3) Individuals are targets of attention
4) “Just world hypothesis”; cleverness and good looks justify rewards
5) Seeks needs gratification
Cardio-Energetics says:
1) Similarities strengthen
2) Be receptive to other’s energies
3) We are tied permanently and communally to an entire energy system
4) Beauty is shaped by the eye of the beholder and by shared energy
5) Lasting commitment

Both the brain and heart are essential to incite the three components of loving – passion, commitment, and intimacy. Passion is primarily a neurochemical bodily reflex incited by feelings of romance, physical attraction, and sexual consummation. The brain must reflect on it and the heart must give it meaning; or else, the relationship is doomed. Commitment is the rational decision to stay with a partner. The brain seeks companionship in its struggles through life. However, without the heart’s energetic connection, commitment alone leads to emptiness and what cardio-energetics calls an “energy-less” love. The final love component, intimacy, deals with closeness and bonding. This is the heart’s domain – to coordinate our love connection with others. Failing this connection, we are left with infatuation, emptiness, and unrealistic or romantic love.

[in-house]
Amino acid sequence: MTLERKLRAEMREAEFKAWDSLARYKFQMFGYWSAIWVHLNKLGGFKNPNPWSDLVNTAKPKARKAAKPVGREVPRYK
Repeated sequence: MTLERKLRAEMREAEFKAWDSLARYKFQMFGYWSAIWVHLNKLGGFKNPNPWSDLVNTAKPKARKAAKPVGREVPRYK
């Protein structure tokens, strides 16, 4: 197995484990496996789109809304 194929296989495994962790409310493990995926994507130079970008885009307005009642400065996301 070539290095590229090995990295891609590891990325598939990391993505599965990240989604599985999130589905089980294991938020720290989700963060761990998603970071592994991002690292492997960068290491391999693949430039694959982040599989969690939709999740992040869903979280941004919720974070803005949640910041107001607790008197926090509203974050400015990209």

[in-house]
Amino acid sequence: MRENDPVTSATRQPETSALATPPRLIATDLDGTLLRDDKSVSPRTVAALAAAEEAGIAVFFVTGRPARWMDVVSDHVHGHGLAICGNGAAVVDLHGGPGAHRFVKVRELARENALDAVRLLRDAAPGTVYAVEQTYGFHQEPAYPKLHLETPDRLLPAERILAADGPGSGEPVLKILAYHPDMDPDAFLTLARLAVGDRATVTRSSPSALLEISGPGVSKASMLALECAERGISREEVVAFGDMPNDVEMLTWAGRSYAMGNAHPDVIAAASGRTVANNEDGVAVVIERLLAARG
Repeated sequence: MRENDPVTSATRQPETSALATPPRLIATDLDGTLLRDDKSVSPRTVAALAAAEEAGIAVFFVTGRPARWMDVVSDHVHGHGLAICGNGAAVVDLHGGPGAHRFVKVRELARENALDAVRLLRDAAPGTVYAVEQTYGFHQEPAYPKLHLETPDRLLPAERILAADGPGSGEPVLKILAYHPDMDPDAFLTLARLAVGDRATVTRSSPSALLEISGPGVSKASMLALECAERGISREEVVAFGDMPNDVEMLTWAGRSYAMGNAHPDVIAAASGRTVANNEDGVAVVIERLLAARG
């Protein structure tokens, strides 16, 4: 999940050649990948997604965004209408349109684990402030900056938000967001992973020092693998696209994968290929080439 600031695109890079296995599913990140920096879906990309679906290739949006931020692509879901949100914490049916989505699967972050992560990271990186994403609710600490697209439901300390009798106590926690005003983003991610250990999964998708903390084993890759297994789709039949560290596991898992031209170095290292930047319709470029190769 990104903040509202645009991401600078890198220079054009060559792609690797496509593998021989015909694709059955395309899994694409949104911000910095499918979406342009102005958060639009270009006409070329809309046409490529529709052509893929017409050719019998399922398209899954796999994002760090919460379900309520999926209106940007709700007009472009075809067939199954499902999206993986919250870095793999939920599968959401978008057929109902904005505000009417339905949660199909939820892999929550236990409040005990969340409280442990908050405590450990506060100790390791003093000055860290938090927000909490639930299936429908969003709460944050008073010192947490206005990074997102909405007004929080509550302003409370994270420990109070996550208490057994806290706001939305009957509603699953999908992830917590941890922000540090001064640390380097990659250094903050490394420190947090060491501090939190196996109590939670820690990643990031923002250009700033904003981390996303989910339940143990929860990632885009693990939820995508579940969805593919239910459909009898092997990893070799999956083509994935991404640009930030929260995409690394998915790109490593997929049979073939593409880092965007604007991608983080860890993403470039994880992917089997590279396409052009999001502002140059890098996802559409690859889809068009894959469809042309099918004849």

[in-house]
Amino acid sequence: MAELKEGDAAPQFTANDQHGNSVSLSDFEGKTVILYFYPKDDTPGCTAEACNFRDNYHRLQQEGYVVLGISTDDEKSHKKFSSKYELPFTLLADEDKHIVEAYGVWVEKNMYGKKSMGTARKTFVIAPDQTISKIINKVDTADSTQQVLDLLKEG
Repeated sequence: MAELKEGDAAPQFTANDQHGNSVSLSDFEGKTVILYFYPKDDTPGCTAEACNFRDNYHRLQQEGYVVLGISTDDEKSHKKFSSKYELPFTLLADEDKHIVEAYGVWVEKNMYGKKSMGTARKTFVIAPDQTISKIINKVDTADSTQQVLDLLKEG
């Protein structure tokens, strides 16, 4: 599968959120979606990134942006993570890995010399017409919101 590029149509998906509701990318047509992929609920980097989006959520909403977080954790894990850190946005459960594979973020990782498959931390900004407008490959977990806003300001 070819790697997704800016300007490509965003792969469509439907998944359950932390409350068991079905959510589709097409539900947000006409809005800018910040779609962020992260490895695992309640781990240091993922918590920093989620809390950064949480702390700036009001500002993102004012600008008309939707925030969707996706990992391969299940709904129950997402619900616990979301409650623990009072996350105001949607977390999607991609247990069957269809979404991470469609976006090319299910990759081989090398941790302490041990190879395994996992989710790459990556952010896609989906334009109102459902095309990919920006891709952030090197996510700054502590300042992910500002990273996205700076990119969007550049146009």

Pearsall’s valuable insights show us that our historic dependency upon logical and rational thinking through brainpower has short-circuited our capacity to listen to another, equally valuable and perhaps life-extending memory system within our bodies. Our hearts are reputed to be the “spiritual recording chamber” that shapes the memories and influences immune systems within a greater global network of hearts in the outside world. At the seat of the heart lies the “L” energy, a code following the oldest wisdom of ancestral medicine. From this point of view, life is not a way of avoiding death, but a melding within the imperishable energy of all systems, and of all feelings both good and bad.